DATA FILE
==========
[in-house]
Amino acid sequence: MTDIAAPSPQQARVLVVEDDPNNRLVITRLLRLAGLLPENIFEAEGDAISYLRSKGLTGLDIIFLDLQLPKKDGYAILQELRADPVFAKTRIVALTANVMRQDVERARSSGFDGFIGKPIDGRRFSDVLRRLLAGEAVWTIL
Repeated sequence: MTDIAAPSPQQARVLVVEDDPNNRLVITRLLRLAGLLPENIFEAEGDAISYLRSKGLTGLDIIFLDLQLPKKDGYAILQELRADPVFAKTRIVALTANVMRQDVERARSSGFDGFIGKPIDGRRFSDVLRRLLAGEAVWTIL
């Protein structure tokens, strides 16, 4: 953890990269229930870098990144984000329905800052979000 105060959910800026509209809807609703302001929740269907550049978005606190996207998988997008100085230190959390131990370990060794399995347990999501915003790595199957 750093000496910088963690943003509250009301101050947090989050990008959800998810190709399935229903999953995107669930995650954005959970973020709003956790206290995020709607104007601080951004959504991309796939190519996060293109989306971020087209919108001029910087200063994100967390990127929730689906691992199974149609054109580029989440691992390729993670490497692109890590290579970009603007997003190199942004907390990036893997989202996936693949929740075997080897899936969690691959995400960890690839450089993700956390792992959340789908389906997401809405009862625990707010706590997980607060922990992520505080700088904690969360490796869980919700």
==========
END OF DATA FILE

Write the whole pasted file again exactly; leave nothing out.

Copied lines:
[in-house]
Amino acid sequence: MTDIAAPSPQQARVLVVEDDPNNRLVITRLLRLAGLLPENIFEAEGDAISYLRSKGLTGLDIIFLDLQLPKKDGYAILQELRADPVFAKTRIVALTANVMRQDVERARSSGFDGFIGKPIDGRRFSDVLRRLLAGEAVWTIL
Repeated sequence: MTDIAAPSPQQARVLVVEDDPNNRLVITRLLRLAGLLPENIFEAEGDAISYLRSKGLTGLDIIFLDLQLPKKDGYAILQELRADPVFAKTRIVALTANVMRQDVERARSSGFDGFIGKPIDGRRFSDVLRRLLAGEAVWTIL
């Protein structure tokens, strides 16, 4: 953890990269229930870098990144984000329905800052979000 105060959910800026509209809807609703302001929740269907550049978005606190996207998988997008100085230190959390131990370990060794399995347990999501915003790595199957 750093000496910088963690943003509250009301101050947090989050990008959800998810190709399935229903999953995107669930995650954005959970973020709003956790206290995020709607104007601080951004959504991309796939190519996060293109989306971020087209919108001029910087200063994100967390990127929730689906691992199974149609054109580029989440691992390729993670490497692109890590290579970009603007997003190199942004907390990036893997989202996936693949929740075997080897899936969690691959995400960890690839450089993700956390792992959340789908389906997401809405009862625990707010706590997980607060922990992520505080700088904690969360490796869980919700």